Walton’s attorney fires back
In a statement, Walton attorney Mark Baute describes Tennant’s claims as “outrageous” and suffering from a “complete lack of evidence.” Baute insists that Tennant and her attorneys are attempting to “create a public circus” in order to damage Walton’s reputation and pressure him into paying off Tennant and her attorneys. Baute contends that he and Walton “will not try this case in the media or pay them a dime.”
If Baute’s name sounds familiar, it may be because he successfully represented Derrick Rose against accusations that Rose had committed sexual assault.
Not a criminal matter
Tennant’s depiction of facts is her version of events. Walton’s attorney, of course, insists that this depiction is completely false and represents extortion-by-lawsuit.
However, if we assume for a moment that Tenant’s claims are accurate, then Walton would likely have committed several crimes. They include sexual battery, which makes it a crime to non-consensually touch the intimate part of another person for purposes of sexual gratification, and false imprisonment, which in certain situations makes it a crime to restrain and detain another person without their consent.
Walton, however, will almost certainly not face criminal charges.
First, the statutes of limitation for plausible criminal charges have likely expired. In California, prosecutors generally must charge a defendant within three years of a crime occurring when the accompanying felony charges are punishable by fewer than eight years of prison. Crimes such as sexual battery and false imprisonment are punishable by fewer than eight years. The same is true of attempted rape and other offenses that might be conceivable.
Even if the statutes of limitation for relevant crimes haven’t yet expired, law enforcement would face logistical difficulties in investigating an alleged sexual incident that occurred in a hotel room five years ago. Walton would not be charged unless prosecutors believed they would be able to prove, beyond a reasonable doubt, that a crime occurred.
It’s unclear at this time whether Tennant has corroborating evidence. Her complaint says that she confided in “certain people.” This indicates there may be witnesses with whom Tennant spoke after the alleged incident. It’s also possible that Tennant sent texts and emails after the alleged incident that could help her to establish her narrative. Likewise, Walton may have communicated with others in-person, by phone or online about Tennant in ways that support or refute the claims.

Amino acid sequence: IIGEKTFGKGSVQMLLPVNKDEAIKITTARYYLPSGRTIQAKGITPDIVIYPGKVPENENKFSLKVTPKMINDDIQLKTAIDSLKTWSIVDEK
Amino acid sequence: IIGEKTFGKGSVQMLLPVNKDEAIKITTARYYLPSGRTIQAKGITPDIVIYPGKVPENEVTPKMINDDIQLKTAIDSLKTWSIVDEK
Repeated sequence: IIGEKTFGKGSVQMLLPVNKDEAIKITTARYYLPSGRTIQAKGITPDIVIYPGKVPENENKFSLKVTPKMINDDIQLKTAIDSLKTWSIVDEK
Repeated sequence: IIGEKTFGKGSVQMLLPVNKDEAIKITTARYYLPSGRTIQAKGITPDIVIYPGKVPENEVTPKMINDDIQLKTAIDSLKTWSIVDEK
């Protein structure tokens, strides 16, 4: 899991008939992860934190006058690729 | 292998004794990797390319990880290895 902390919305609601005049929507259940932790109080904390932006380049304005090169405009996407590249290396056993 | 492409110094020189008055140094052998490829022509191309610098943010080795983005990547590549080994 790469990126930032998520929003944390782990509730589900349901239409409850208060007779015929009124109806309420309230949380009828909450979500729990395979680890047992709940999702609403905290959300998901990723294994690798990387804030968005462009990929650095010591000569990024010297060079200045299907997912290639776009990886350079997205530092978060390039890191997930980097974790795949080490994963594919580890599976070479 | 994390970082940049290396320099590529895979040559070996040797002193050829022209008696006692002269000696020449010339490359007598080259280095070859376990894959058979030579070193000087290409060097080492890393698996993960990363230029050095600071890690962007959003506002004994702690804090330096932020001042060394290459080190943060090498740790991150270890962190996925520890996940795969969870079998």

Still, given the passage of time, it’s unlikely sufficient evidence exists to justify charges. Whether any texts and emails ever existed is unclear, just as it’s unknown if any remain in existence in 2019.
Casa Del Mar Hotel surveillance video from 2014 might be helpful, particularly if it reveals activity from the hotel hallway near Walton’s room on the day in question. However, hotels usually only preserve surveillance video for a period of weeks or months. It is unlikely that any surveillance video still exists. Similarly, since the alleged incident occurred in a bedroom, there no other eyewitnesses. It’s also unclear if hotel staff would even remember Walton being at the hotel, let alone him walking alongside Tennant.
A concerning matter for the NBA
The NBA and Kings, which hired Walton on April 15, will take Tennant’s claims seriously. If Tennant is telling the truth, it would suggest that she was a victim of a hostile environment while reporting on an NBA team and was afraid to report that an NBA coach had assaulted her due to fear of how that disclosure would impact her career.
With that in mind, Tennant devotes part of her complaint to criticizing the treatment of women in the NBA. She writes, “Like women in so many other industries, from Hollywood to politics, women connected to the NBA have long had to suffer in silence through the indignities of gender abuse and sexual exploitation at the hands of famous, wealthy and powerful men. Aided by their enormous fame, money and power, and motivated by a culture that tolerates misogynistic gender-bias, too many men in professional basketball think their fame, wealth and power entitles and gives them a license to sexually exploit and degrade women whenever they want.”